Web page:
As 2011 approaches and your year-end task list lengthens, we bring you a special PSA: Don’t forget to rebalance your investment and retirement portfolios. Rebalancing a portfolio is kind of like getting a haircut for your investments—you start off with the style you want, but it gets pretty messy unless you groom it every so often. The LearnVest deadline for visiting the financial barbershop is December 29th, but we know how much it sucks to pore over investments when you’d rather be enjoying Christmas and New Year festivities, so we recommend that you do this now. We’ll show you how.
Think About Whether You Should Try Out A New Financial Hairstyle
Just as you might mix up your ‘do as seasons and trends change, evaluate whether you should use a different strategy in your portfolio because something has changed in your life situation, like your family, life goals, career, or anything else. If not, you’ll still need to go in for a trim.
Don’t Be Afraid To Jump In: The Economy May Be On The Rise
Just a few weeks ago, Warren Buffett, the investing guru who is also the second richest man in America, was quoted as saying, “We will be better off two years from now than we are now unless there is some nuclear, chemical or biological event. But the one thing I’m absolutely sure of is that the best years of America lie ahead.” So, take heart, and don’t use the bad economy as an excuse not to save up for retirement or other big purchases like a home or graduate school. If you don’t have a retirement or investment account yet, we suggest opening one now.
Rebalancing Step One: Figure Out What You’ll Buy And Sell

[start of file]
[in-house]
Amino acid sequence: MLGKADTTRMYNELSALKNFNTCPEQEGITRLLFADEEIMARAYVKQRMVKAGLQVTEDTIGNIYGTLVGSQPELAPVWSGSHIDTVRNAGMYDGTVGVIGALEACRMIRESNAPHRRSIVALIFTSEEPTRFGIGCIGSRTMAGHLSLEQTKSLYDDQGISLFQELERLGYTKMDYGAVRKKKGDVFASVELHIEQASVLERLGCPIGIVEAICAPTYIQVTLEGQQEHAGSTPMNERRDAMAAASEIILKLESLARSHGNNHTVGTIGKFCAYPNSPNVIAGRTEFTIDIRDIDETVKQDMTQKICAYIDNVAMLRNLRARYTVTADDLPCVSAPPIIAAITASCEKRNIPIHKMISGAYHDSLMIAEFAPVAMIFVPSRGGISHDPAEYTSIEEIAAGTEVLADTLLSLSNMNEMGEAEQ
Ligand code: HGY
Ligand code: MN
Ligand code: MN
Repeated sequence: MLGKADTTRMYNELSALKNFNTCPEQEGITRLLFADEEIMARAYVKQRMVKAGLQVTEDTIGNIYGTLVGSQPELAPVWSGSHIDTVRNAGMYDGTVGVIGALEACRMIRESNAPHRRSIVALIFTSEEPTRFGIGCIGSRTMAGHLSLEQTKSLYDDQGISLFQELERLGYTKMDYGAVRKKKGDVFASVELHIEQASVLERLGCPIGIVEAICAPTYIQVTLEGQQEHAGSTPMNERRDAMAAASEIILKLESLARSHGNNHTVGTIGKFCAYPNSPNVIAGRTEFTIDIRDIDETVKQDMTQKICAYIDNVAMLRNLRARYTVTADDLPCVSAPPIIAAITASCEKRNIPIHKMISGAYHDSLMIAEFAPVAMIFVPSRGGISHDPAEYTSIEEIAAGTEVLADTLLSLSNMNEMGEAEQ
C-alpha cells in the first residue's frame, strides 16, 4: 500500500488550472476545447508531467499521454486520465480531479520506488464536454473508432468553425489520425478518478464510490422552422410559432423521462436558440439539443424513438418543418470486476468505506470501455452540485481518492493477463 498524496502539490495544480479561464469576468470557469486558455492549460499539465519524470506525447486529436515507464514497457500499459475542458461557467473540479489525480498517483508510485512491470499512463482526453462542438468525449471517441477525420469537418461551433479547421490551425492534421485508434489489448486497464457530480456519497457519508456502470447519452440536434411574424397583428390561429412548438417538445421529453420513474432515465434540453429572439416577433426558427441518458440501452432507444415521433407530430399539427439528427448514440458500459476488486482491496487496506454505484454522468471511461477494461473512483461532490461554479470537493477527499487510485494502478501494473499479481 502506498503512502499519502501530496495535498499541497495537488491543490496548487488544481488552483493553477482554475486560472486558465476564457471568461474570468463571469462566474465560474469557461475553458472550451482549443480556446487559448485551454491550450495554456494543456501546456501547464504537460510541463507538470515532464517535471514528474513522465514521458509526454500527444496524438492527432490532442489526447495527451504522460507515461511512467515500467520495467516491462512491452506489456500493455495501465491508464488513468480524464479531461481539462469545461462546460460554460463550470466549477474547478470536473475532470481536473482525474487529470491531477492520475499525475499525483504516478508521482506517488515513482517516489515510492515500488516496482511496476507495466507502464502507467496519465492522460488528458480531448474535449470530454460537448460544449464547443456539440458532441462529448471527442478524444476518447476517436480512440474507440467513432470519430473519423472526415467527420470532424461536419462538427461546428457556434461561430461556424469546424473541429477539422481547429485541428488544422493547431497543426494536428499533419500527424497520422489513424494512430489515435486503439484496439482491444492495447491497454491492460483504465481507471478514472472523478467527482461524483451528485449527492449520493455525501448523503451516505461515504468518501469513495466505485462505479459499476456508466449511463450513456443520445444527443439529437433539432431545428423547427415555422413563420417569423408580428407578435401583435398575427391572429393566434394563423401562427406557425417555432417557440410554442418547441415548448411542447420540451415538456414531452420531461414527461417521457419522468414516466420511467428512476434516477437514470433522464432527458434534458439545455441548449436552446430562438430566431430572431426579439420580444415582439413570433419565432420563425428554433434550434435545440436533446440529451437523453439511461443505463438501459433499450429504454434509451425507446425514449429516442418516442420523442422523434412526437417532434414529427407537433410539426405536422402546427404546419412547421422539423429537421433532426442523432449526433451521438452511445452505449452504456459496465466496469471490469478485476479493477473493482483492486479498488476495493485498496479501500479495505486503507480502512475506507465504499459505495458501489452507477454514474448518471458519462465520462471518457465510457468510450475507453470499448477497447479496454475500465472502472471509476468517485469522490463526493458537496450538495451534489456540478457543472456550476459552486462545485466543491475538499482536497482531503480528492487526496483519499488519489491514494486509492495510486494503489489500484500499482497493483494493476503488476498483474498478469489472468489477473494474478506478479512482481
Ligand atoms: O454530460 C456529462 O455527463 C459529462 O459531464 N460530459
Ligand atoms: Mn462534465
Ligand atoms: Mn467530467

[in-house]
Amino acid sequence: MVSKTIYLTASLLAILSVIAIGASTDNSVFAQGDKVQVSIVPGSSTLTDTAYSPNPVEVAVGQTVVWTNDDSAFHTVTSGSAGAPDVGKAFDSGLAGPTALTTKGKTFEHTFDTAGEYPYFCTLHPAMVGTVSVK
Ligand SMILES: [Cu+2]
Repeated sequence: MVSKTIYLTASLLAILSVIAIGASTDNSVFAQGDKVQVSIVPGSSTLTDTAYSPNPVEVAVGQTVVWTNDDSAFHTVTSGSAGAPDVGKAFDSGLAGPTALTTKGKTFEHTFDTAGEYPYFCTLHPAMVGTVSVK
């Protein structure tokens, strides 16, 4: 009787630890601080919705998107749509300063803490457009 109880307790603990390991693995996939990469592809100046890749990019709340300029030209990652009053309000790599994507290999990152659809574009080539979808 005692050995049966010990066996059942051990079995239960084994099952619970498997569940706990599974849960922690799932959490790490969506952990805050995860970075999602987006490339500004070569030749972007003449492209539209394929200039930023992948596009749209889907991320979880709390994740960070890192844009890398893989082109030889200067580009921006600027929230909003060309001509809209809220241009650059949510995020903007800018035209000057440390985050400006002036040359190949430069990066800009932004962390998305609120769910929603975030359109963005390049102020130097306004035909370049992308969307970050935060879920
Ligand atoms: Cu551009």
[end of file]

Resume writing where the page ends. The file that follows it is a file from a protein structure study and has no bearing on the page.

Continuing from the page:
When you start investing, you’ll have a certain mix of investments like stocks and bonds. But, if some of those investments make more money than others, your original percentages will become skewed. So, when you rebalance, you’ll be buying and selling investments in order to set your percentages back to their original values. For example, say that your original portfolio was 50% invested in large cap stock index funds, 25% in international stock index funds, and 20% in small or mid cap stock index funds, and 5% in bonds. Now say that your large cap investments have gone up in value, now making up 75% of your portfolio. You’ll have to sell 25% of them and distribute them to the other categories to get back to the original formula.
Remember Costs Of Transactions
Buying and selling lots of investments may sometimes mean lots of different transaction fees. As a result, we are big fans of no-transaction-fee index funds. To find these funds, use your brokerage’s online tools. Usually, you can find this option in an advanced search for mutual funds on the brokerage’s website.
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